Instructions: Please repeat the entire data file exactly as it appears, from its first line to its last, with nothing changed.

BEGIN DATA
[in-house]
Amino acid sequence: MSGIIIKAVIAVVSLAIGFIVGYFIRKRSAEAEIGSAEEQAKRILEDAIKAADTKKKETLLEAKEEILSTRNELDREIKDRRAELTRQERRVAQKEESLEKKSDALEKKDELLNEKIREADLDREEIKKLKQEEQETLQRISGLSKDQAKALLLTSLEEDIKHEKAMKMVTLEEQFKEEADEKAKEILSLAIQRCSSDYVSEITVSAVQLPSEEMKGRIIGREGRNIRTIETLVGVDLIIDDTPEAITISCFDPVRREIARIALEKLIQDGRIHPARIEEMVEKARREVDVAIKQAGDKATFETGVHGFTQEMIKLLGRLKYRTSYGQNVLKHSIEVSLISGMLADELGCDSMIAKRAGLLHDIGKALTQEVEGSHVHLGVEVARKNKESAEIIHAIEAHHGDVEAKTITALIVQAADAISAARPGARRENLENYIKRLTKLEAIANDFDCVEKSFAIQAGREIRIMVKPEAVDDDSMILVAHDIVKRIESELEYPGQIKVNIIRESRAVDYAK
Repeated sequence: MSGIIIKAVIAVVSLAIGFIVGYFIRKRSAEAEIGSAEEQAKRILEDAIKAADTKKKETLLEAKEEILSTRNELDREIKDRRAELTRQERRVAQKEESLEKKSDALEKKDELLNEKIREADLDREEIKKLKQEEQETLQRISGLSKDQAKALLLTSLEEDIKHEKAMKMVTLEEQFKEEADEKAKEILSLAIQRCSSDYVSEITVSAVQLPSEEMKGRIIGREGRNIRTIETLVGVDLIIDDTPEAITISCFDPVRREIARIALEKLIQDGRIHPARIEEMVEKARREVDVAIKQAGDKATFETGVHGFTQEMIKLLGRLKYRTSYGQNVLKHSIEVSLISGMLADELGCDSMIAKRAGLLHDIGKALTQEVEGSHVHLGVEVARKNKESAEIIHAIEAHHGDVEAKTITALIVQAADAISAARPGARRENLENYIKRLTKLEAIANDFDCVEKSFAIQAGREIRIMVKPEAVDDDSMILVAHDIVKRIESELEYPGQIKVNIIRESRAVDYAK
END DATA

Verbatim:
[in-house]
Amino acid sequence: MSGIIIKAVIAVVSLAIGFIVGYFIRKRSAEAEIGSAEEQAKRILEDAIKAADTKKKETLLEAKEEILSTRNELDREIKDRRAELTRQERRVAQKEESLEKKSDALEKKDELLNEKIREADLDREEIKKLKQEEQETLQRISGLSKDQAKALLLTSLEEDIKHEKAMKMVTLEEQFKEEADEKAKEILSLAIQRCSSDYVSEITVSAVQLPSEEMKGRIIGREGRNIRTIETLVGVDLIIDDTPEAITISCFDPVRREIARIALEKLIQDGRIHPARIEEMVEKARREVDVAIKQAGDKATFETGVHGFTQEMIKLLGRLKYRTSYGQNVLKHSIEVSLISGMLADELGCDSMIAKRAGLLHDIGKALTQEVEGSHVHLGVEVARKNKESAEIIHAIEAHHGDVEAKTITALIVQAADAISAARPGARRENLENYIKRLTKLEAIANDFDCVEKSFAIQAGREIRIMVKPEAVDDDSMILVAHDIVKRIESELEYPGQIKVNIIRESRAVDYAK
Repeated sequence: MSGIIIKAVIAVVSLAIGFIVGYFIRKRSAEAEIGSAEEQAKRILEDAIKAADTKKKETLLEAKEEILSTRNELDREIKDRRAELTRQERRVAQKEESLEKKSDALEKKDELLNEKIREADLDREEIKKLKQEEQETLQRISGLSKDQAKALLLTSLEEDIKHEKAMKMVTLEEQFKEEADEKAKEILSLAIQRCSSDYVSEITVSAVQLPSEEMKGRIIGREGRNIRTIETLVGVDLIIDDTPEAITISCFDPVRREIARIALEKLIQDGRIHPARIEEMVEKARREVDVAIKQAGDKATFETGVHGFTQEMIKLLGRLKYRTSYGQNVLKHSIEVSLISGMLADELGCDSMIAKRAGLLHDIGKALTQEVEGSHVHLGVEVARKNKESAEIIHAIEAHHGDVEAKTITALIVQAADAISAARPGARRENLENYIKRLTKLEAIANDFDCVEKSFAIQAGREIRIMVKPEAVDDDSMILVAHDIVKRIESELEYPGQIKVNIIRESRAVDYAK